Overcoming a Long Season with Dylan Johnson

5 Nov
10 MIN

We caught up with racer and coach Dylan Johnson to talk about how he (and the athletes he coaches) stay mentally and physically sound during a very long season. For Dylan, he raced nearly 9 months straight this year, with plenty of extremely long races in the mix. Staying physiologically sound and mentally in the game is tough—and sure, there will be bad days and races—but it is possible... Even if you overdo it at one point.

Get strategic about your calendar

The first part of avoiding burnout is not racing too much. "There are points, looking back, where I realize I was over-raced," Dylan admits. "Before Unbound, I just over-raced. I was racing too much: There was is a stretch where I did five race weekends in a row. And  three out of those five were not necessary for me to do! I could have totally left them off the calendar and it would have been fine. Looking back on it, I wish I had because I got to the end of that five weekend stretch and I was smoked. And unfortunately, Unbound was three weeks after that. So the three weeks leading into Unbound was me just trying to recover, then get in a little bit of volume at the last minute, then recover for Unbound again. It wasn't the perfect preparation. But given that, I think that Unbound actually went really well!"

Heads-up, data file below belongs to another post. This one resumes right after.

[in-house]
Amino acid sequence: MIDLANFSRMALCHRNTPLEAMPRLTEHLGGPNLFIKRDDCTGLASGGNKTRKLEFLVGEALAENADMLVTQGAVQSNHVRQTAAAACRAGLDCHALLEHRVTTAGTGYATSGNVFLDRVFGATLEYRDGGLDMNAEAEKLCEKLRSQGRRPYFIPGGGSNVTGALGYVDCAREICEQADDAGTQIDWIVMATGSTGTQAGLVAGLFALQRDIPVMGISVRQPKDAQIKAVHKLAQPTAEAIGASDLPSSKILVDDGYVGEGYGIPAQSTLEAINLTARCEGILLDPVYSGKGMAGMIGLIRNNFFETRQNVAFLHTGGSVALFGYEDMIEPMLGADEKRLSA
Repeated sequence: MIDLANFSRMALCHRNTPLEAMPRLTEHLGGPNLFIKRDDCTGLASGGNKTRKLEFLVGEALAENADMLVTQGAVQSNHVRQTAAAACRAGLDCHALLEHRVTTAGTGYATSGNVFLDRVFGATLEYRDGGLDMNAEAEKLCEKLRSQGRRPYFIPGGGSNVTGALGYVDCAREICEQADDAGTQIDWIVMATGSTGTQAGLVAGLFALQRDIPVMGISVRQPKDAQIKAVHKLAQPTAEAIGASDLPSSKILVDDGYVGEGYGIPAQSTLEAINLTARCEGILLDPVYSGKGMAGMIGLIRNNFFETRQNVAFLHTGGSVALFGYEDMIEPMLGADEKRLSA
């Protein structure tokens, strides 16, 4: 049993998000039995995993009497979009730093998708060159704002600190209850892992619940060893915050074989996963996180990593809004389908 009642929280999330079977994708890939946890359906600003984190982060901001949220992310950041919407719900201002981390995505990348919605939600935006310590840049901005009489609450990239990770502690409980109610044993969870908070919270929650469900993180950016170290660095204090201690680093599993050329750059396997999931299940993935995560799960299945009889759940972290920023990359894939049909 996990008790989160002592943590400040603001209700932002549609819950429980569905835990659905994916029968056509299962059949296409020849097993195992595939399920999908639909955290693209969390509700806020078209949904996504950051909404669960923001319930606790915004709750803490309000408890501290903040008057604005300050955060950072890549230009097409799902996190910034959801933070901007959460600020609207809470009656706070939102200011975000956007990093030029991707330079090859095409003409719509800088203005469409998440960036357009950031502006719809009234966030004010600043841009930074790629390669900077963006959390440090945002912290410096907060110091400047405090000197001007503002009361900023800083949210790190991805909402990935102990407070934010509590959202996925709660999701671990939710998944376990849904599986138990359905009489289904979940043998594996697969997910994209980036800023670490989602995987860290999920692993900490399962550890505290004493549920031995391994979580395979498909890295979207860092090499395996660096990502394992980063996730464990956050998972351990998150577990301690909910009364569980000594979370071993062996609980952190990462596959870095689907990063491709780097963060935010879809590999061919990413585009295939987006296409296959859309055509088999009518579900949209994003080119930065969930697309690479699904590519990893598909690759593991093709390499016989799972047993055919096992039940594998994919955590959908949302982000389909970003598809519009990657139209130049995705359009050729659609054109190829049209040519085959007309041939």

Seriously, make a note to yourself for next year

This isn't the first time Dylan has over-raced—"I have made the mistake of over racing multiple times in my lifetime," he admits—and it's a tendency that many of us have. So, either work with a coach to develop a smart schedule for next year or at minimum, write yourself a very serious note about how many times you're 'allowed' to race in a season. Stick to it! (Your results page will thank you.) "If I had an athlete that was like, 'Hey, I want to do five long distance gravel races, five weekends in a row,' I would tell him that's a bad idea," Dylan laughs. "It's one of those things that you fall into sometimes, though: I felt good at the first race. And I was like, 'I can keep this going.' And then you get to week five, and you're like, 'I've made a huge, huge mistake.'"

Love what you do and you'll never work a day in your life

"I think it's important to love what you're doing," Dylan says. "If you're searching for motivation more than every once in a while during a particularly hard or bad workout or race, to me, that's a sign something is wrong. You really have to love bike racing to do it this much and take it this seriously. And if it's getting to the point where it's not fun, then maybe it's time to take a step back, or just take a break, and the love will come back. I've been lucky this year that I haven't hit that mental burnout point. I've definitely felt mentally burnt out in my life, and that was usually a sign I needed an extended break. But I've been excited for pretty much every race on the calendar this year, even when I was tired, which is a good place to be."